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RING v. BD. OF EDUC. COMM. SCHOOL DIST. NO. 60

July 26, 2004.

DR. JANET. E. RING, Plaintiff,
v.
BOARD OF EDUCATION COMMUNITY SCHOOL DISTRICT NO. 60, Lake County, Illinois, JEFF McBRIDE, FERNANDO SHIPLEY, MARVIN REDDICK, and ANITA HANNA, Defendants.



The opinion of the court was delivered by: RONALD GUZMAN, District Judge

MEMORANDUM OPINION AND ORDER

Plaintiff, Dr. Janet E. Ring ("Plaintiff") has sued defendants Board of Education Community School District No. 60 ("the Board") and Anita Hanna ("Hanna") (collectively "Defendants"), Jeff McBride, Fernando Shipley, and Marvin Reddick for deprivation of her equal rights pursuant to 42 U.S.C. § 1983 ("§ 1983"). Defendants have raised Affirmative Defenses I-IV, and before the court is Plaintiff's motion to strike those affirmative defenses pursuant to Federal Rule of Civil Procedure ("Rule") 12(f). For the reasons provided in this Memorandum Opinion and Order, the motion is granted in part and denied in part. FACTS

On July 11, 2000, Plaintiff was hired by the seven elected members of the Board as Associate Superintendent for Curriculum and Instruction. (Defendants' Answer and Affirmative Defenses ¶ 6 ("Defs.' Answer").) Plaintiff's position reported directly to the Superintendent of School, who is also the Chief Executive Officer of the Board, and provided Plaintiff with a wide range of responsibilities, including administering a budget in excess of $6,000,000 and the supervision of eighteen professional and clerical staff members. (Id. ¶¶ 7-8.)

  Following the April 2003 School Board elections, the racial makeup of the Board was composed of four African Americans, who are the defendants in this case, and three non-African Americans. (Id. ¶ 9.) Plaintiff is Caucasian. (Id. ¶ 4.) In June 2003, defendant Shipley moved and defendant Reddick seconded the motion to terminate Plaintiff's position as Associate Superintendent of Curriculum and Instruction; however the Board's attorney advised Defendants to defer acting immediately on this motion. (Id. ¶¶ 12-13.)

  On September 9, 2003, defendants voted to remove Plaintiff from her position. (Id. ¶ 14.) The three non-defendant Board members voted against this removal, and the Superintendent of Schools also supported Plaintiff's continued appointment as Associate Superintendent of Curriculum and Instruction. (Id. ¶¶ 11, 14.) Plaintiff alleges there was no legitimate nondiscriminatory basis for the Board to fire or transfer her. (Id. ¶ 10.) Plaintiff also alleges that during the course of the removal process, one of the defendants stated to a staff member that the Board could not initially hire a black person to replace plaintiff, as that would further demonstrate that Plaintiff's removal was an act of racism. (Id. ¶ 16.)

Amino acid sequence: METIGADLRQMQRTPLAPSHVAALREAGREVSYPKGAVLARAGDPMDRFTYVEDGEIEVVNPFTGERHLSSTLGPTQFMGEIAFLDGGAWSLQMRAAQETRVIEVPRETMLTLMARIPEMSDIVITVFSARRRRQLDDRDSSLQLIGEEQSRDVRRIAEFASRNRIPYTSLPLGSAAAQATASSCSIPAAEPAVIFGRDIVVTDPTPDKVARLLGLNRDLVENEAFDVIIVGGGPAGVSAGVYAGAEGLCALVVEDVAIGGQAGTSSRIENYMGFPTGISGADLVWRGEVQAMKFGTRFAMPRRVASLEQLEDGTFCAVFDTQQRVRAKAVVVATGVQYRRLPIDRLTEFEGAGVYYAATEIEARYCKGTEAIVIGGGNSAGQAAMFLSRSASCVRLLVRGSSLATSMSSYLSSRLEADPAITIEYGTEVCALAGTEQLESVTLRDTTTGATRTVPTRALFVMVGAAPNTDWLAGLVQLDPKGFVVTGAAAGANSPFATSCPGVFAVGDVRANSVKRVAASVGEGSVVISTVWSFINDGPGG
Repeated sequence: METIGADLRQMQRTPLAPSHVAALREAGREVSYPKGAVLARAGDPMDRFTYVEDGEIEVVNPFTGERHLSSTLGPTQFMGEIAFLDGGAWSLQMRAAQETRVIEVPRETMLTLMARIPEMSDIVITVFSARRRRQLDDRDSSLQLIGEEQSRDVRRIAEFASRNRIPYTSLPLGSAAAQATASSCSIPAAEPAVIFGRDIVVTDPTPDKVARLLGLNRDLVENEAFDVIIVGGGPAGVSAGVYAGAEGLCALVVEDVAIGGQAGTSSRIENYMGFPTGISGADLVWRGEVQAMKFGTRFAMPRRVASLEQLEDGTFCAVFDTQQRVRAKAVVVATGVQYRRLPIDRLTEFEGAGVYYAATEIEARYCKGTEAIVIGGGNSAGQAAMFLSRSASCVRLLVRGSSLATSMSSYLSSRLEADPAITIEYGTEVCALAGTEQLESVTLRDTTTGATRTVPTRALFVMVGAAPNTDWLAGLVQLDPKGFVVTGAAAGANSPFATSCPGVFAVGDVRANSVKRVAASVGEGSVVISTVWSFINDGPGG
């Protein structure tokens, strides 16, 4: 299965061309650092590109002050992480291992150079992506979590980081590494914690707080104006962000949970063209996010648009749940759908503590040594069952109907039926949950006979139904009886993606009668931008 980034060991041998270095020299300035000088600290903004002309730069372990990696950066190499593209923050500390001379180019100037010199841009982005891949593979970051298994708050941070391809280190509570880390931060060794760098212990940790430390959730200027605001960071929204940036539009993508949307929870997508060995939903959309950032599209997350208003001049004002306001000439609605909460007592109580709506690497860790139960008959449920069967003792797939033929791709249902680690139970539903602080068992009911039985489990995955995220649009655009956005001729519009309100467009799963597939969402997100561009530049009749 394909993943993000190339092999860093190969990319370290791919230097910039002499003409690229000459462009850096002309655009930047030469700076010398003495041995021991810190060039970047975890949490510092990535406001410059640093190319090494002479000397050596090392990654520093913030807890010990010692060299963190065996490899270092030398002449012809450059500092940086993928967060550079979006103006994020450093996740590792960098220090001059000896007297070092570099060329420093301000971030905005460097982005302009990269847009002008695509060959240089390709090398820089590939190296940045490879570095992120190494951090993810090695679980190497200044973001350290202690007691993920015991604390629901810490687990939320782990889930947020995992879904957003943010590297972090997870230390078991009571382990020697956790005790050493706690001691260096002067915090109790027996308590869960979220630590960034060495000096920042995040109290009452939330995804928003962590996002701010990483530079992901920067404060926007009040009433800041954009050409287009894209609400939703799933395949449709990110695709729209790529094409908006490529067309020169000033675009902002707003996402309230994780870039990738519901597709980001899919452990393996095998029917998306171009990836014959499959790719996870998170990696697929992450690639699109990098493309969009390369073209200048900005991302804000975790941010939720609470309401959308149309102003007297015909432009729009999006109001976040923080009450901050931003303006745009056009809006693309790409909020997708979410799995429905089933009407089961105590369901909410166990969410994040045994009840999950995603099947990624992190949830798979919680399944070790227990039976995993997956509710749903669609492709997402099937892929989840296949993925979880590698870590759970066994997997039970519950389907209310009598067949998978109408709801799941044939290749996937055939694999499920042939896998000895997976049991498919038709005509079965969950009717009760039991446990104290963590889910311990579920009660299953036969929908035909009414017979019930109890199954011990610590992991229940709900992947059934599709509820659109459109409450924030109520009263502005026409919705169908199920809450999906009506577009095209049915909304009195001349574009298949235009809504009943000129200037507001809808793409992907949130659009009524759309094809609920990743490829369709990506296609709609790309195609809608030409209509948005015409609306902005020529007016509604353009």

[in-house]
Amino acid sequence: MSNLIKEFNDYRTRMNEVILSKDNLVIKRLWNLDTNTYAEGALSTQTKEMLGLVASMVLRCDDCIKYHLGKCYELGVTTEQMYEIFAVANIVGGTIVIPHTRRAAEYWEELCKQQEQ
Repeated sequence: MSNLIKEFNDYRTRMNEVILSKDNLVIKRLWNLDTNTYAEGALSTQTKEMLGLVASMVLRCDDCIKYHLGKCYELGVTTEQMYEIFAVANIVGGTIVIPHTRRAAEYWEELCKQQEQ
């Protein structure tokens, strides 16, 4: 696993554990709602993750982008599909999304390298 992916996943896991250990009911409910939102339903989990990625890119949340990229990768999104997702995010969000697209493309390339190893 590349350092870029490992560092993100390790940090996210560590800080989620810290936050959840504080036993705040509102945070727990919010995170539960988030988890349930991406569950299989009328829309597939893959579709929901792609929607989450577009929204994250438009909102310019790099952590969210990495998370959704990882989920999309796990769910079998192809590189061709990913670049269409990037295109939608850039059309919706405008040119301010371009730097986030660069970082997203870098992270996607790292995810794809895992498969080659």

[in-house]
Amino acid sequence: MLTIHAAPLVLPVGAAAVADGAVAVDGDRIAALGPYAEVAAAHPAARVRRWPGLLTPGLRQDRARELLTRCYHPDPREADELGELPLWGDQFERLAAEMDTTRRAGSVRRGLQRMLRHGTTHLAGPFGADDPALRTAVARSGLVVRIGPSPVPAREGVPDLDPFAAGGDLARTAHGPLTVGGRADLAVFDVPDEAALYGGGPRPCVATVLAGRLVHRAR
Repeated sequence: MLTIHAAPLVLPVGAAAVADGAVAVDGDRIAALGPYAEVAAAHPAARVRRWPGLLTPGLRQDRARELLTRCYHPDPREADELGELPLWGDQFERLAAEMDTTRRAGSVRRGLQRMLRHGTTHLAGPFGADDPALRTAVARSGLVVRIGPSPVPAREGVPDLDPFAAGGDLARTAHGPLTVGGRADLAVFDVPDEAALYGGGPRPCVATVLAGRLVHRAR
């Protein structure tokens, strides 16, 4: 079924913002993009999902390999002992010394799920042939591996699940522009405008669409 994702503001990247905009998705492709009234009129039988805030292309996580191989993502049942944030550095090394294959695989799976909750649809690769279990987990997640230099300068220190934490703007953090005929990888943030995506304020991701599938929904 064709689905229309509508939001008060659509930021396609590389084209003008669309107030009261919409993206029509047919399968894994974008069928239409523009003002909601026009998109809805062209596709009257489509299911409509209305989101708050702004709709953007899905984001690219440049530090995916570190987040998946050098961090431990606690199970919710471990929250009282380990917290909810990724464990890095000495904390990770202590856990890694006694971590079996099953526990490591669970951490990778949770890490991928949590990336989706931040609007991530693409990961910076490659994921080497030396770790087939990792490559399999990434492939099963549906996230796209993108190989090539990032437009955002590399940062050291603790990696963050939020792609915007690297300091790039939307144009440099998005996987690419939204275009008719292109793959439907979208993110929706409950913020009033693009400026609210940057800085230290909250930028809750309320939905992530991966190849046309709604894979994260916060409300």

Plaintiff was then transferred to a newly created position under the title of Associate Superintendent/Program Development which consisted of a smaller staff, office, and budget than Plaintiff's previous job did. (Id. ¶ 17.) Plaintiff also participated in the development of the job description and title of this new position. (Id.) Plaintiff alleges that the transfer was a demotion and was not accompanied by a pre-demotion hearing. (Id. ¶¶ 18, 21.)

  DISCUSSION

  The proper procedure by which a plaintiff may challenge an affirmative defense is through a motion to strike. Bobbitt v. Victorian House, Inc., 532 F. Supp. 734, 736-37 (N.D. Ill. 1982). In a motion to strike, pursuant to Rule 12(f), "the court may order stricken from any pleading any insufficient defense or any redundant, immaterial, impertinent, or scandalous matter." Fed. R. Civ. P. 12(f). Motions to strike are not generally favored or granted unless the plaintiff can prove that the defense is insufficient and could not, after the development of a fuller record, succeed in defeating the plaintiff's claim. Lirtzman v. Spiegel, Inc., 493 F. Supp. 1029, 1031 (N.D. Ill. 1980). Before a motion to strike affirmative defenses can be granted, the court must be convinced that no questions of fact exist, and any questions of law are clear and undisputed. Id.